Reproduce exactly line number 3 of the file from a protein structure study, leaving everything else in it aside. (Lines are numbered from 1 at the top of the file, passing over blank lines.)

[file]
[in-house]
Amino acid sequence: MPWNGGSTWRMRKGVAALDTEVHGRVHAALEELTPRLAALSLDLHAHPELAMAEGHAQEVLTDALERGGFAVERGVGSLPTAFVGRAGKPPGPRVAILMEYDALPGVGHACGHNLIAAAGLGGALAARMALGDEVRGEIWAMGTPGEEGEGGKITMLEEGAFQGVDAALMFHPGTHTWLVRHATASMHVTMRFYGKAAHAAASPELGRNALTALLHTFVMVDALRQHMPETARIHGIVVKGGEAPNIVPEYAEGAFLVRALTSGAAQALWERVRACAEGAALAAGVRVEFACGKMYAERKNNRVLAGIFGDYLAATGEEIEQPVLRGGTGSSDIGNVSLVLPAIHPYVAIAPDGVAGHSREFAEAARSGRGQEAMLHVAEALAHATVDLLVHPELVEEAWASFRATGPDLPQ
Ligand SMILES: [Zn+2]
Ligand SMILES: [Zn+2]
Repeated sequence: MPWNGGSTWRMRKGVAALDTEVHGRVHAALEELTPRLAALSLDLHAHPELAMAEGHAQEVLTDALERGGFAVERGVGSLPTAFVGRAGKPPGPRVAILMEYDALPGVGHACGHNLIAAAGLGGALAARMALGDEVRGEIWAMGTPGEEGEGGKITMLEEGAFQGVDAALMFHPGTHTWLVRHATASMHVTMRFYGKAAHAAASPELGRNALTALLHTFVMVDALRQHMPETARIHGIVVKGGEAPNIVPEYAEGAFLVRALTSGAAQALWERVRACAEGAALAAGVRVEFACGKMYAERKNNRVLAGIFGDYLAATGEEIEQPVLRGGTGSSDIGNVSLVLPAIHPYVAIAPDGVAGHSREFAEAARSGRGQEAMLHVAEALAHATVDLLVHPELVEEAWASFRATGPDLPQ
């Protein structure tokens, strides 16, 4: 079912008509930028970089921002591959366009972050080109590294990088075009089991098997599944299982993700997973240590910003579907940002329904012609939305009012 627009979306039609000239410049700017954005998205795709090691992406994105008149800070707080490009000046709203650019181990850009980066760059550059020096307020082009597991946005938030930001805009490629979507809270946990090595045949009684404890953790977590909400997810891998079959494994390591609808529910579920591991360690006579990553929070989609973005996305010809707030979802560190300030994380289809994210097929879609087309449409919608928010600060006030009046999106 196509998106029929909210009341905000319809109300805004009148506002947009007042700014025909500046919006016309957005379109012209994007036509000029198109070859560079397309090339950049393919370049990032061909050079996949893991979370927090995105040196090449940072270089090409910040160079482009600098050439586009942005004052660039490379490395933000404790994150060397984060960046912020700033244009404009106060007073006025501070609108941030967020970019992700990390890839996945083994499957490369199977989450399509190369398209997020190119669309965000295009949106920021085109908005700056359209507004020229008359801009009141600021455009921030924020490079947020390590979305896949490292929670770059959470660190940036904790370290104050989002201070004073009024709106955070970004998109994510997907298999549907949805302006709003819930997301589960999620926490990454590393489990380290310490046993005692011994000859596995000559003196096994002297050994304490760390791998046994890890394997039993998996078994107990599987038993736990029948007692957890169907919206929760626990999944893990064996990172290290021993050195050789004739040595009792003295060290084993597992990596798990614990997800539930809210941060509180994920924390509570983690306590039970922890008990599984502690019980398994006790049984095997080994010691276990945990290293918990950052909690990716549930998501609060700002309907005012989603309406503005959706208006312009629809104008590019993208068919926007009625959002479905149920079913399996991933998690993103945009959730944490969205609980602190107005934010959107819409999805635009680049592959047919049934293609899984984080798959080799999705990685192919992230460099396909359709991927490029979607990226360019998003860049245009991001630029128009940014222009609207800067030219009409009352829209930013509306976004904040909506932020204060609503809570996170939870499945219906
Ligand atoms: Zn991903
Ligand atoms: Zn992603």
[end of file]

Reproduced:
Ligand SMILES: [Zn+2]